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There was a time when the current political style felt fresh compared to the old bombastic stump speaking that characterized politics in the nineteenth century. Even considering recent retreads where presidential candidates now claim to feel our pain, this rhetoric may belong to another generation from those people who will be voting for the first time this year. As we move into the twenty-first century, American politics may be fusing with contemporary forms of popular culture to create a new image of what democracy looks and sounds like. I am not sure we have found that voice yet. But if we look closely, we can see groups trying to re-invent political rhetoric.

The Pew Foundation recently released some telling figures. Four years ago, 39 percent of respondents regularly got campaign information from network newscasts. Today, that number has fallen to 23 percent. Over the same period, the percentage of people under the age of 30 who get much of their campaign information from comedy shows such as Saturday Night Live or The Daily Show has grown from 9 percent to 21 percent. In this context, ABC’s This Week with George Stephanopoulos has added a segment showcasing highlights from the week’s monologues by David Letterman, Jay Leno, and Jon Stewart.

The fact that Comedy Central will offer more hours of coverage of the Democratic and Republican conventions this summer than ABC, CBS, or NBC reflects both a growing civic consciousness within popular culture and a cynical abandonment of traditional journalistic responsibility. To be sure, Comedy Central won’t be giving it to us “straight,” but in previous election years, they have included interviews with political figures and considerable uninterrupted footage from the podium. MTV, Nickelodeon, Russell Simmons’s DefJam, and even World Wrestling Entertainment have launched efforts to educate, register, and rally young voters. Young people’s votes are being rocked, hip hopped, and smackdowned.

Such attempts to link politics and popular culture have been at least modestly successful. In 1992, for example, MTV’s Rock the Vote claims to have registered 350,000 young voters, a feat they have not been able to match since. Independent surveys in 1992 found that 12 percent of voters age 18 to 29 said that MTV’s coverage influenced their decision to vote. Critics such as Yale political science professor Donald Green have argued that the impact of these efforts may have been exaggerated. His research shows that young people are more apt to respond to grassroots efforts and personal contact with other citizens of their generation than to celebrity-focused broadcast campaigns.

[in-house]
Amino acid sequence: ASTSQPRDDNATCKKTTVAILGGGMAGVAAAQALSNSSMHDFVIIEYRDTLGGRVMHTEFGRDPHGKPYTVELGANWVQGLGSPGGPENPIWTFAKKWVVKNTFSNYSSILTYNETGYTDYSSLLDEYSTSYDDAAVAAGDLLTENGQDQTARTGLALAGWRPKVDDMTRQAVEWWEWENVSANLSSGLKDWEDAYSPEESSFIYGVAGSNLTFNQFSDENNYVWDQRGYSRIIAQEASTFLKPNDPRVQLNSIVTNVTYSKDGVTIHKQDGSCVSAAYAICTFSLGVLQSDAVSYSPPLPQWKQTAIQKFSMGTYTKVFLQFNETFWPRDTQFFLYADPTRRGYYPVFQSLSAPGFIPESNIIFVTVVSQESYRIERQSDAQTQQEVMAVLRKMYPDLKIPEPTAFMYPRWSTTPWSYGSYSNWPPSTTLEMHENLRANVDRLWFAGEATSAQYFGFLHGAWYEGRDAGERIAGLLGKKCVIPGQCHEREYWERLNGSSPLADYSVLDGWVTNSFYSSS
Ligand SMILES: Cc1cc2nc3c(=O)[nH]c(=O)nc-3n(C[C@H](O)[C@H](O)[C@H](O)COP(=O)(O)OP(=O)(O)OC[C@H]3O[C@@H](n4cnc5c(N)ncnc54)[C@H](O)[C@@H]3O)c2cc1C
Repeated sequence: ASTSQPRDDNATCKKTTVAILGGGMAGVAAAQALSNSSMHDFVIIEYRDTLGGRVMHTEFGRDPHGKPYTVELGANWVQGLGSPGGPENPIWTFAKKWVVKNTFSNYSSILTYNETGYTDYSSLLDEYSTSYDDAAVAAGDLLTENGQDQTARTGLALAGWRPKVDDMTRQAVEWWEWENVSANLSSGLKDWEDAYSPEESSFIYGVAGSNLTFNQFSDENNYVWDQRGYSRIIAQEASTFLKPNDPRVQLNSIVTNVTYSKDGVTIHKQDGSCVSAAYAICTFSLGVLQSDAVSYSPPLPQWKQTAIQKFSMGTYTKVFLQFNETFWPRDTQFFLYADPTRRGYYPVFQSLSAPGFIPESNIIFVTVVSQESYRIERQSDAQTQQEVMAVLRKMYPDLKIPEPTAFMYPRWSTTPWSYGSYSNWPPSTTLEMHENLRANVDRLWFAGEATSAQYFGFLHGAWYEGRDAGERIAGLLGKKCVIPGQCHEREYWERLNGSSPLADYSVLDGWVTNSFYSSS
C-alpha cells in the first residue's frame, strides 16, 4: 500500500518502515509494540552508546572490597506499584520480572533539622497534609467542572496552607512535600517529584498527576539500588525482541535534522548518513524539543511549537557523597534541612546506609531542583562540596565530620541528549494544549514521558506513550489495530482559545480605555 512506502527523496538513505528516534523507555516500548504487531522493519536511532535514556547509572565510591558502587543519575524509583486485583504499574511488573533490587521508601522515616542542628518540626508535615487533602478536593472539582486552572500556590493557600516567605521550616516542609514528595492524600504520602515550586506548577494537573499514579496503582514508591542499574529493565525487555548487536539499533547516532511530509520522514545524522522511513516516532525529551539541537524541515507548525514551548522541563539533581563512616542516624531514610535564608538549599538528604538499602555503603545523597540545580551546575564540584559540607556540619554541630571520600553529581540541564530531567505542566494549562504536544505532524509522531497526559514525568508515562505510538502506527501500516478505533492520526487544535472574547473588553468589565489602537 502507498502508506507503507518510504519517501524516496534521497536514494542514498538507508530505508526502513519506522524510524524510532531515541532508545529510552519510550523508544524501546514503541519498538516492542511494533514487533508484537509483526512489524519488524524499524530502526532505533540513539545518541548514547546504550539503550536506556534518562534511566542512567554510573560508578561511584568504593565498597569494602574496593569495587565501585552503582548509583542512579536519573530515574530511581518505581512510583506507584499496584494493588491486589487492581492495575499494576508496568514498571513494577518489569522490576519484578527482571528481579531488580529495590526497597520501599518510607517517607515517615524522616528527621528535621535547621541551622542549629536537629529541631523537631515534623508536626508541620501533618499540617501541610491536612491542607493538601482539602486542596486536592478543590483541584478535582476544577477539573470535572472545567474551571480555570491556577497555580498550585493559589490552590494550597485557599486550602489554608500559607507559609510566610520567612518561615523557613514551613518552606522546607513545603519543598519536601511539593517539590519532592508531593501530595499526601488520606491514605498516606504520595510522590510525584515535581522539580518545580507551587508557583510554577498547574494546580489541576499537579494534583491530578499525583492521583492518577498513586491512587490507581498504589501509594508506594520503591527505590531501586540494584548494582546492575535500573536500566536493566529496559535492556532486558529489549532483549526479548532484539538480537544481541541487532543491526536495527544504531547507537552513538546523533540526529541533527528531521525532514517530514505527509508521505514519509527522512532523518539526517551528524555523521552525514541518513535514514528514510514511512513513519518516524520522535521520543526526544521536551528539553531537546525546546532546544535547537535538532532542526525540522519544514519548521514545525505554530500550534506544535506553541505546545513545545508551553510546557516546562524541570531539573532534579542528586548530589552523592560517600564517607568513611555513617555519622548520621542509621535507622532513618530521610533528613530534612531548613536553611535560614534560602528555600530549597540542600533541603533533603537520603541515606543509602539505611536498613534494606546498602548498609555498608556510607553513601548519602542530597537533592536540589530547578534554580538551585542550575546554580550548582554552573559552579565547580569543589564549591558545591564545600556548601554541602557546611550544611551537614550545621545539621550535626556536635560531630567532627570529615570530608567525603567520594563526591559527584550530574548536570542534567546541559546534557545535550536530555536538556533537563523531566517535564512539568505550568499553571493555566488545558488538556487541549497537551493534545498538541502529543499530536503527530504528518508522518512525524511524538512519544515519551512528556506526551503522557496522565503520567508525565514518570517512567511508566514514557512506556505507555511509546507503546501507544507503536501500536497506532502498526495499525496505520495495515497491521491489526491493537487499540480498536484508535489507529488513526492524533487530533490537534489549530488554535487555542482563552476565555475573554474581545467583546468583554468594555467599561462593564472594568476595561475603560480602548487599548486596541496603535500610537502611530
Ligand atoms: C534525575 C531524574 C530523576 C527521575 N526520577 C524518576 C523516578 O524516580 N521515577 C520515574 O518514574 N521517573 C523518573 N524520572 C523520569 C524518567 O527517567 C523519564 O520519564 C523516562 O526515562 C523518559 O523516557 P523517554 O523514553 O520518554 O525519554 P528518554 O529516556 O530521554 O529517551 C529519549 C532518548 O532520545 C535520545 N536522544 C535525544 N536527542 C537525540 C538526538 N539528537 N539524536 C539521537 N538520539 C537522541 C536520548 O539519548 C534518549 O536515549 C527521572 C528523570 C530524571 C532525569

Green’s observations would seem to apply to all forms of broadcasting-news and entertainment alike. Most of us see the value of person-to-person political communication, but the new grassroots politics need not restrict itself to old forms of canvassing. Do young voters care whether they are approached face to face, called on their cells, instant-messaged, or e-mailed-as long as the contact is personal and individualized? What if partisan politics begins to look more like viral marketing-where the entertainment value of popular culture is coupled with some form of direct communication between voters? MTV and the other get-out-the-vote campaigns are deploying various forms of digital media to construct online communities or tap participants to spread the word, yet at the end of the day, their primary emphasis is on using television to capture our attention rather than get us out into the streets. TrueMajority’s video about Trump firing Bush suggests a sweet spot between the broadcast and grassroots models. Its content is created top-down, but the group depends on person-to-person electronic communication to spread its message.

There is also a possibility that a politics based on parody is more apt to provoke cynicism than to provide the cultural context for democratic participation. Yet, there is a double message here: let’s have a good laugh at the powers that be, and let’s work together to make America a better place. Such tactics may be preaching to the converted-but that’s the idea. This election will probably be close, with victory going to whichever party can better mobilize its core supporters to get to the polls. No one really thinks these digital spoofs will change many people’s opinion on the issues, but they may get the attention of younger voters who otherwise might tune out the election altogether.

The Photoshop manipulations and fan-made videos take this one step further. Citizens are taking media into their own hands, producing new works made up of fragments of political and popular culture. And people are circulating them well beyond their immediate circle of friends as a way to both share a good laugh and exchange thoughts about pressing issues.

Surely, participatory democracy demands more of us than hitting the send key. Yet, maybe, for some, passing along a funny parody can be the first step toward a deeper engagement with political life. 

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